Heavy shelling around the crash site of downed Malaysian flight MH17 forced Dutch and Australian police to scrap a planned trip on Sunday, as 13 people including two children were killed during clashes in insurgent-held east Ukraine.
The unarmed contingent of law enforcement officers were due to head to the location ten days after the disaster following a deal with rebels aimed at allowing a long-delayed probe to go ahead.
But international observers overseeing the trip had to abruptly ditch their plans after clashes shattered a supposed truce between government forces and insurgents in the area around the site, where some remains of the 298 victims still lie decomposing under the summer sun.
"The security situation on the way to the site and on the site itself is unacceptable for our unarmed observer mission," he told reporters in the insurgent stronghold Donetsk, the biggest city in the region.
An AFP photographer heard artillery bombardments just a kilometre from the rebel-held town of Grabove next to the crash site and saw black smoke billowing into the sky.
Terrified local residents were fleeing and checkpoints controlled by separatist fighters were abandoned.
Ukrainian Foreign Minister Pavlo Klimkin accused local pro-Russian rebels of staging the violence to prevent international experts from reaching the crash site.
"Terrorists back to their normal outrageous practice: they don't allow OSCE (the Organization for Security and Cooperation in Europe) monitors to access the #MH17 site claiming Ukraine army is fighting nearby," Klimkin said on Twitter. "Their argument is fake. Ukraine is committed to its unilateral ceasefire within a 40km zone."
Earlier, Australian Prime Minister Tony Abbott said 49 officers from the Netherlands and Australia -- which together lost some 221 citizens in the crash -- were due at the scene Sunday and that there would be "considerably more on site in coming days."
That came after Malaysian Prime Minister Najib Razak said he had reached an agreement with the pro-Russian insurgents controlling the site to allow the police deployment.
"I hope that this agreement... will ensure security on the ground, so the international investigators can conduct their work," Razak said, adding that 68 Malaysian police personnel would leave Kuala Lumpur for the crash site on Wednesday.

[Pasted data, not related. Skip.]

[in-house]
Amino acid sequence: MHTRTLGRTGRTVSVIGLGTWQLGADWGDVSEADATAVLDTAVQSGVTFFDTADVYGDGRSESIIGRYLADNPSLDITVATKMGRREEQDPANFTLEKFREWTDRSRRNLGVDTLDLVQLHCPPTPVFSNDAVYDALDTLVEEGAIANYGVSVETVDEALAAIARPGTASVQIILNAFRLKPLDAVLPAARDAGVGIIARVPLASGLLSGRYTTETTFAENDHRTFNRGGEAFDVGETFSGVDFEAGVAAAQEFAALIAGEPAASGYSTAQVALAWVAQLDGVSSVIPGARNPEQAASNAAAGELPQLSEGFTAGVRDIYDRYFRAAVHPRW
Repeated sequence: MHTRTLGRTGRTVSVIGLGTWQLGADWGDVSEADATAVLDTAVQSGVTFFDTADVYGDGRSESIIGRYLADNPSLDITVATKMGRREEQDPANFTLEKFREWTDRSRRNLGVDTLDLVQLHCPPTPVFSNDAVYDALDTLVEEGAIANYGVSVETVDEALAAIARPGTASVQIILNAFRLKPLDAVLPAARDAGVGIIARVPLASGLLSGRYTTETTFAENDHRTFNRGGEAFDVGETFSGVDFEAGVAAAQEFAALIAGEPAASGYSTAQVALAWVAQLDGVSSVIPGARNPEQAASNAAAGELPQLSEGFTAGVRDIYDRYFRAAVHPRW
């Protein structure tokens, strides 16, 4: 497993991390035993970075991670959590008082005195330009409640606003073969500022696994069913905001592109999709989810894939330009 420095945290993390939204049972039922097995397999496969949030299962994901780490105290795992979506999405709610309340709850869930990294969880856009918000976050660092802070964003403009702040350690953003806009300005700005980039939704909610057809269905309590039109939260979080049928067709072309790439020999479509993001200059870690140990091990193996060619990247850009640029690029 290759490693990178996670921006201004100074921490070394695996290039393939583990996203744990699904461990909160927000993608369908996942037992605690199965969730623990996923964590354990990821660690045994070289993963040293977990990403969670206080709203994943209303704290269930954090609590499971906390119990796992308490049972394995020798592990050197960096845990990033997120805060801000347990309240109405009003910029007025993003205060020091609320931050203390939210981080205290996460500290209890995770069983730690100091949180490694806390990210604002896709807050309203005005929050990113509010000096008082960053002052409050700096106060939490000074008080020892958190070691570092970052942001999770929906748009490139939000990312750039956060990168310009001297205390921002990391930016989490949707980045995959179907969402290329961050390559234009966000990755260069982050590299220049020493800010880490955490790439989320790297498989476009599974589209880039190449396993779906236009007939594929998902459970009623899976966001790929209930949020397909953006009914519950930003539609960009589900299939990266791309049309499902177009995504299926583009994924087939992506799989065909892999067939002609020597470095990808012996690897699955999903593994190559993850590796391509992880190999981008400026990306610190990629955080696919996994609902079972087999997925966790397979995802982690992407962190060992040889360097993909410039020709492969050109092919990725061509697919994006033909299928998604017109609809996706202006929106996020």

So far investigators have been able to visit the site only sporadically because of security concerns, even though a truce had been called in the immediate area around the site by both the Kiev forces and pro-Russian separatists.
Ignoring safety warnings, an Australian couple had travelled to the scene without any escort Saturday, saying they were fulfilling a promise to their only child that they would be there.
"She was full of life," said Angela Rudhart-Dyczynski of their 25-year-old daughter Fatima, an aerospace engineering student.
13 dead in Gorlivka
Fighting was raging elsewhere as the Ukrainian army pushes on with its offensive to retake the vital industrial east.
Local authorities said 13 people including two children aged one and five were killed on Sunday in heavy fighting in rebel holdout Gorlivka, about 45 kilometres to the north of Donetsk, which has a population of about a quarter of a million.
"As a result of military actions in Gorlivka 13 people have died, among them two children of one and five," the Donetsk regional administration said in a statement, adding that operations by medical teams in the crucial insurgent base, a city of some 250,000 around 45 kilometres (28 miles) north of Donetsk, were hampered by "constant shooting".
An eyewitness told AFP that mortar fire rained down on the centre of the city after rebels warned that there would be "intense firing".
"In the park I saw a man, a woman and a child dead on the ground," a local resident identified as Ludmila said.
"Near the railway station a shop was destroyed, while the bus station was also on fire and dead people were lying around," she said.
Ukraine's military accused insurgent fighters of firing Grad rockets at residential blocks in the city "aiming to bring discredit to the Ukrainian army and frighten the non-combatants".
A rebel commander from the self-proclaimed Donetsk People's Republic told a press conference that the situation in Gorlivka was "fine for the moment".
Seized by separatists in April, Gorlivka has been the headquarters for a hard core of insurgent militants, including an important rebel commander linked by Ukrainian security services to the downing of Malaysia Airlines flight MH17.
Mining hub Donetsk itself was also subject to heavy bombardment throughout the night, some of it apparently unguided Grad rocket fire.
Speaking from Donetsk, FRANCE 24 reporter Luke Brown said the city of one million inhabitants was "currently a ghost town" where a "sense of encirclement" could be felt.
"We do get the impression that government forces are really ramping up their pressure in and around this city," he said.
(FRANCE 24 with AFP, REUTERS)
Date created : 2014-07-27